cotkhd
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If I have something like 5sinxcosx=3cosx, dividing by cosx would eliminate a pair of solutions. But in what situations is it fine for me to divide by a trig function without getting rid of a solution?
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the bear
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you will always lose part of your solution

the only dividing should be by numbers.
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IrrationalRoot
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We can't divide by 0. We can divide by everything else. So you can only divide by something if it's nonzero. If it could be zero, then you can divide by it (mentioning 'if nonzero') but you must consider the zero case as well.

So in this case you note that cosx=0 is a solution, and solve that, and then you can divide by cosx in the original eqn to get the solutions for which cosx is nonzero.
Alternatively you can bring everything to one side and factorise, but it's good to know why/when you can divide by variables.
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MR1999
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(Original post by cotkhd)
If I have something like 5sinxcosx=3cosx, dividing by cosx would eliminate a pair of solutions. But in what situations is it fine for me to divide by a trig function without getting rid of a solution?
It's never okay to remove any variable from an equation by division because that variable could be equal to zero.

In fact, if you have the same variable on both sides of your equation, then that variable will always be considered equal to zero, so we can never cancel variables using division, only multiplicative constants.

What you must always do is bring the equation to standard form and then factorise. Never think about cancelling any common factors.
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S.G.
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(Original post by cotkhd)
If I have something like 5sinxcosx=3cosx, dividing by cosx would eliminate a pair of solutions. But in what situations is it fine for me to divide by a trig function without getting rid of a solution?
Instead of dividing, factorise.

cosx(5sinx-3) = 0

No solutions are lost.
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cotkhd
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(Original post by Desmos)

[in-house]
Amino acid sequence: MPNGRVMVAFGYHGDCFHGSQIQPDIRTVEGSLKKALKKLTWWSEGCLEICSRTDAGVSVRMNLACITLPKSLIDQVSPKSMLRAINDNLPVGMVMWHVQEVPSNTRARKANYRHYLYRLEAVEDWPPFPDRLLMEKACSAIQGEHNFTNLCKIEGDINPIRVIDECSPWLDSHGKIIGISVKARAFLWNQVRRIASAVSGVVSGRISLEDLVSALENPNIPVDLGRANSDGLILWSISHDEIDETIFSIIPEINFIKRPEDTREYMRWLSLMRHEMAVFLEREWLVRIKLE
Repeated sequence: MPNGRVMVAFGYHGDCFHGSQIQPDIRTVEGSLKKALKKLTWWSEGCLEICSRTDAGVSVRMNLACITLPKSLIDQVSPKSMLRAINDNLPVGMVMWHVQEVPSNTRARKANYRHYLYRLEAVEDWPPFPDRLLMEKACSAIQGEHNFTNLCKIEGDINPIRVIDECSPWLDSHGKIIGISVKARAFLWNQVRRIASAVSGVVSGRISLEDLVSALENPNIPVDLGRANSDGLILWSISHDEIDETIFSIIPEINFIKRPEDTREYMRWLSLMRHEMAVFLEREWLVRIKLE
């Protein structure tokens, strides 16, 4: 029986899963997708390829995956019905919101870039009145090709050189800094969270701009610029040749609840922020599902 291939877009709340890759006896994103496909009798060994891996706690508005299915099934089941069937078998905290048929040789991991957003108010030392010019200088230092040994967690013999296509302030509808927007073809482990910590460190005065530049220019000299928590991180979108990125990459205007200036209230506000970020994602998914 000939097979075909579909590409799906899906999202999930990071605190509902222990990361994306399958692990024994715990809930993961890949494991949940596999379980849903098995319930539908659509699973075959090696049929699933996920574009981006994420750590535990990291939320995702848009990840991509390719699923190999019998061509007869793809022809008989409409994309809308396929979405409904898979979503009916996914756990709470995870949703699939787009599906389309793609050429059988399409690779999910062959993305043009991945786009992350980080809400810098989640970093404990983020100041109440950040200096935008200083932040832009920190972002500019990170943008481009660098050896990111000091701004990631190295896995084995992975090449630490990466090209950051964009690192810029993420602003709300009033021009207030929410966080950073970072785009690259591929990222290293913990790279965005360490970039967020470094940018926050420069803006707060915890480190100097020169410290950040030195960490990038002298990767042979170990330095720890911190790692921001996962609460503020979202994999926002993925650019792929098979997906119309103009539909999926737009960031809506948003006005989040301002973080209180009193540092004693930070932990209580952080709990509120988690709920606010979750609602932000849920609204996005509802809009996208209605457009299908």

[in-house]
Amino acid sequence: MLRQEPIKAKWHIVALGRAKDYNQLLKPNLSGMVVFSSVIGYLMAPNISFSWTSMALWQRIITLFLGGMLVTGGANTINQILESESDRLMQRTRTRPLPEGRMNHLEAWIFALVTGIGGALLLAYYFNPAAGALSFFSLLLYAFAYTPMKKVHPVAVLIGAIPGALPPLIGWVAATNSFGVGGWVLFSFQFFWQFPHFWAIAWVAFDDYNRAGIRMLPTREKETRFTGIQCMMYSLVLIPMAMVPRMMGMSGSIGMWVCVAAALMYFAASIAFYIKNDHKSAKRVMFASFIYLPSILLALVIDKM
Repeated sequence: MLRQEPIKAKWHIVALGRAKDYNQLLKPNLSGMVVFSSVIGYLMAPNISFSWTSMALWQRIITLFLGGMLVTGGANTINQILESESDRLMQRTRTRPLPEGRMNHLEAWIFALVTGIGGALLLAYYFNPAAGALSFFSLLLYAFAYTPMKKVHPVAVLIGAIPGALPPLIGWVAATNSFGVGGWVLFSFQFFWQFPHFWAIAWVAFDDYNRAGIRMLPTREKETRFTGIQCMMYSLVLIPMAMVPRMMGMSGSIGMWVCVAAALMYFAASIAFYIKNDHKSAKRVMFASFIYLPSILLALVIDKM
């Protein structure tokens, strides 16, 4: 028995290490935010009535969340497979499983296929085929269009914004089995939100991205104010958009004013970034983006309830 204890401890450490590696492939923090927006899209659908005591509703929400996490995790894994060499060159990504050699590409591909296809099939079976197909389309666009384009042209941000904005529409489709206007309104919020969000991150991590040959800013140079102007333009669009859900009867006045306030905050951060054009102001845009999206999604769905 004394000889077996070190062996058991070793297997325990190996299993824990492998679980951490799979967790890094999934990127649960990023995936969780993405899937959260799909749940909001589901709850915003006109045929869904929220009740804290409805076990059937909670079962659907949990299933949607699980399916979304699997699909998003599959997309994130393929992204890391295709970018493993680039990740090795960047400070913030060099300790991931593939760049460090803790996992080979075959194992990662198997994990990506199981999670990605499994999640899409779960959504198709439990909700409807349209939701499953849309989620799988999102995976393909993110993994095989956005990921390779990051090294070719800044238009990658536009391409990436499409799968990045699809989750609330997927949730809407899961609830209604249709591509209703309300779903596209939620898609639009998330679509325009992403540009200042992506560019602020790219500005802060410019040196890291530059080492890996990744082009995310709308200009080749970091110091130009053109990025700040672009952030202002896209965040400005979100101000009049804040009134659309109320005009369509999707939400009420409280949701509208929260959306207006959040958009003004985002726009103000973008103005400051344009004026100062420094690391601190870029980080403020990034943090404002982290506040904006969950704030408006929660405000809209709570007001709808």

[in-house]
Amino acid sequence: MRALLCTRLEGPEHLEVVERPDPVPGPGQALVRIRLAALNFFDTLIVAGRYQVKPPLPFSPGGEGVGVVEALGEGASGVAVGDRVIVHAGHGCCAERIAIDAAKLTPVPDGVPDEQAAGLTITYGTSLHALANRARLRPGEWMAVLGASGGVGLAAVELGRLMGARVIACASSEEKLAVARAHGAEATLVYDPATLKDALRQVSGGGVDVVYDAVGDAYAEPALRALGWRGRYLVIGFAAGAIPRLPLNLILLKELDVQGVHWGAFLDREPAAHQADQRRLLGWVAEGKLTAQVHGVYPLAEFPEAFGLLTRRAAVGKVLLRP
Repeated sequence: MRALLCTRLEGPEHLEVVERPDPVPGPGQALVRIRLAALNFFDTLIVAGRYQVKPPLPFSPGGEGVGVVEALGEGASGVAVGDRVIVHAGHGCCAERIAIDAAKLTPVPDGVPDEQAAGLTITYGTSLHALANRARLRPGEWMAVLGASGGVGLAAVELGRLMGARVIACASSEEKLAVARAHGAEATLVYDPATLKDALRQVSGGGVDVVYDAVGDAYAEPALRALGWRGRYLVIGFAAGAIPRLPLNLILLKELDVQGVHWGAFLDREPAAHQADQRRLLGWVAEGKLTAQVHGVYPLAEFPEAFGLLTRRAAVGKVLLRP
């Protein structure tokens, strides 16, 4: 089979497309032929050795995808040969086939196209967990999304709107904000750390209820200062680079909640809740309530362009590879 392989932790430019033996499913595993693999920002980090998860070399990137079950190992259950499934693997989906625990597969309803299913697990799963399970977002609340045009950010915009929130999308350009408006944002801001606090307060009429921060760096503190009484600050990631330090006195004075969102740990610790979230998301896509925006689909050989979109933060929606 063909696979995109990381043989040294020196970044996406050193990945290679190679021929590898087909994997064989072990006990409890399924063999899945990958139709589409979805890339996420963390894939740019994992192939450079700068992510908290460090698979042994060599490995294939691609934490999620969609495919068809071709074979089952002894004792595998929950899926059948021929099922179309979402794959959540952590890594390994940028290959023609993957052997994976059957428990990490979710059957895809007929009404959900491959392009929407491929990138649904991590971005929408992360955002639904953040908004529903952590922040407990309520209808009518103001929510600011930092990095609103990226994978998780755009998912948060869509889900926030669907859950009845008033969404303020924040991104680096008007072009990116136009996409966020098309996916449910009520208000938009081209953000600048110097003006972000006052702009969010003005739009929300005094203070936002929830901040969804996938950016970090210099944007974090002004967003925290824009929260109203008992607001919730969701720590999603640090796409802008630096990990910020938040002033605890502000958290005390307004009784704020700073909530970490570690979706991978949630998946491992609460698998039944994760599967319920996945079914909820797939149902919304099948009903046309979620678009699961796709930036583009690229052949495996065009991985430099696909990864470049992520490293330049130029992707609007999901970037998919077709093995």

It's never okay to remove any variable from an equation by division because that variable could be equal to zero.

In fact, if you have the same variable on both sides of your equation, then that variable will always be considered equal to zero, so we can never cancel variables using division, only multiplicative constants.

What you must always do is bring the equation to standard form and then factorise. Never think about cancelling any common factors.
So there wouldn't be any scenarios in which I divide by a trig func?
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MR1999
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(Original post by cotkhd)
So there wouldn't be any scenarios in which I divide by a trig func?
There would never be a scenario where you should divide by any variable, except if the question explicitly or implicitly states that said variable ≠ 0.

Of course, you could do what IrrationalRoot said, but I would not recommend doing that ever, especially seeing as you're new to this concept.
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S.G.
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(Original post by SGHD26716)
Instead of dividing, factorise.

cosx(5sinx-3) = 0

No solutions are lost.
(Original post by cotkhd)
So there wouldn't be any scenarios in which I divide by a trig func?
Just factorise mate. See above
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RDKGames
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(Original post by cotkhd)
If I have something like 5sinxcosx=3cosx, dividing by cosx would eliminate a pair of solutions. But in what situations is it fine for me to divide by a trig function without getting rid of a solution?
You can divide by a trig function only when you know that it cannot be 0 alongside the solutions to the equation at hand.

For example, in \sin(x)=\cos(x) you can divide both sides by cosine to get tan because \cos(x)=0 only for x=\frac{\pi}{2}+k\pi for integers k, however none of these values of x will give \sin(x) as 0. They will all rather give the LHS to be 1 for even k and -1 for odd k. So we clearly do not have 0=0 therefore \cos(x)=0 is NOT a solution to this equation, therefore you CAN divide by it.

In your example however, \cos(x)=0 is indeed a solution so you cannot divide by cosine here.
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